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Camden Council sets out ‘bold answer’ to cuts

Camden residents are really feeling the strains of the recession, despite our very best efforts to protect the most vulnerable, and the impact of £83m-worth of government cuts continues to hit council services hard.

We are determined to offer an alternative, more innovative, response to the cuts; prioritising vital frontline services for the vulnerable and those most in need. Tackling inequality is our number one priority. Over the last two years Camden has worked hard to protect our most vulnerable residents from the worst of the cuts in services such as Early Years, where we proudly continue to be one of the country’s highest spending councils.

For many of our residents the future has never seemed more uncertain; the reality of recession and government-led public sector cuts means that household incomes for many in Camden are falling and will continue to fall. Equally, the changing social policy landscape, with welfare reform and new social housing policies, pose real risks to the rich social mix of our community.

Sadly, like other public sector partners, we predict further and deeper government cuts. We are therefore preparing to take a more radical view of how we design and deliver public services in the future, to ensure that Camden remains a place that works for everyone.

To help Camden understand the impact of local and national service cuts on some of our most vulnerable residents, we commissioned The Young Foundation to carry out some ambitious new research. Those interviewed were a selection of people most likely to be affected by multiple changes to services, maintenance or benefit entitlements.

This is not a large scale quantitative piece of research, its value lies in the deep insight it offers in to the lives of some of our most vulnerable residents. Our focus has been on gathering and telling stories about individual local lives, finding residents whose experiences reflect those around them and spending time with these people through focus groups and ethnographies.

Our research has already revealed heart breaking accounts of the very real struggles that people are experiencing and their fears for the future. But we have also heard amazing stories of resilience and communities coming together to offer support.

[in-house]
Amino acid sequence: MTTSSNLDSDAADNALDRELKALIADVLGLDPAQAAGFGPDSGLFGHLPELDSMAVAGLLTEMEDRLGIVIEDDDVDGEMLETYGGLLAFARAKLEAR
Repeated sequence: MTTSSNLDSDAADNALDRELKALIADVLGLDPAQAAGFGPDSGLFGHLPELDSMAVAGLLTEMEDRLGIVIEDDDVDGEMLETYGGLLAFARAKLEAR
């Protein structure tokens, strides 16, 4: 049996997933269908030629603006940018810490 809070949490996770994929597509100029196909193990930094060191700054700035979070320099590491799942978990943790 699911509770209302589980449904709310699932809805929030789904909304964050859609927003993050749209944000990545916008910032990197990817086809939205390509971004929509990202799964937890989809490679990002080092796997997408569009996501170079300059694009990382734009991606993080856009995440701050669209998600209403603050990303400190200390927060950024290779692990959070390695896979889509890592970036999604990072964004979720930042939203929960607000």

Camden recently launched the Equality Taskforce, to help us get to grips with the challenges presented in the Young Foundation’s research. Chaired by Naomi Eisenstadt, this taskforce will draw upon research and other sources of evidence to help shape council policy as well as developing long-term solutions that we can deliver with our public sector partners.

The work of the Equality Taskforce will build on what Camden has already done; in prioritising childcare, committing to build more social housing, and tackling fuel poverty and climate change by insulating more homes.

Camden’s Equality Taskforce will follow in the footsteps of other creative responses to cuts, such as our pioneering Education Commission, which kick-started a series of measures to boost the educational attainment of the borough’s children and young people.

Another example is our creation of a time limited £2m People’s Fund to soften the blow of funding cuts on voluntary and community sector groups, giving them breathing space to find alternative funding. This meant no third sector organisations closed due to government-led reductions in our grant funding.

The council remains one of the largest net contributors to the voluntary and community sector in Camden, but we are looking for innovative solutions that provide tangible and sustainable solutions for our communities over the longer term. We continue to face our biggest financial challenge ever and there is no end in sight. The challenge is likely to continue for as long as a decade and indeed as a council we expect pressure from central government to cut our budgets again by a further £40-£50m after 2014.

Despite this, our ultimate priority is to make sure that Camden remains a place where everyone has a chance to succeed and where nobody gets left behind.

The Equality Taskforce will play a crucial role, enabling Camden to deliver services that genuinely help people escape poverty, boosting the life chances of every resident regardless of their social status or background.

To those who question the future role of local authorities, Camden’s Equality Taskforce provides a bold answer and will help the council to define a much clearer role as a local strategic and democratic leader in an uncertain future.

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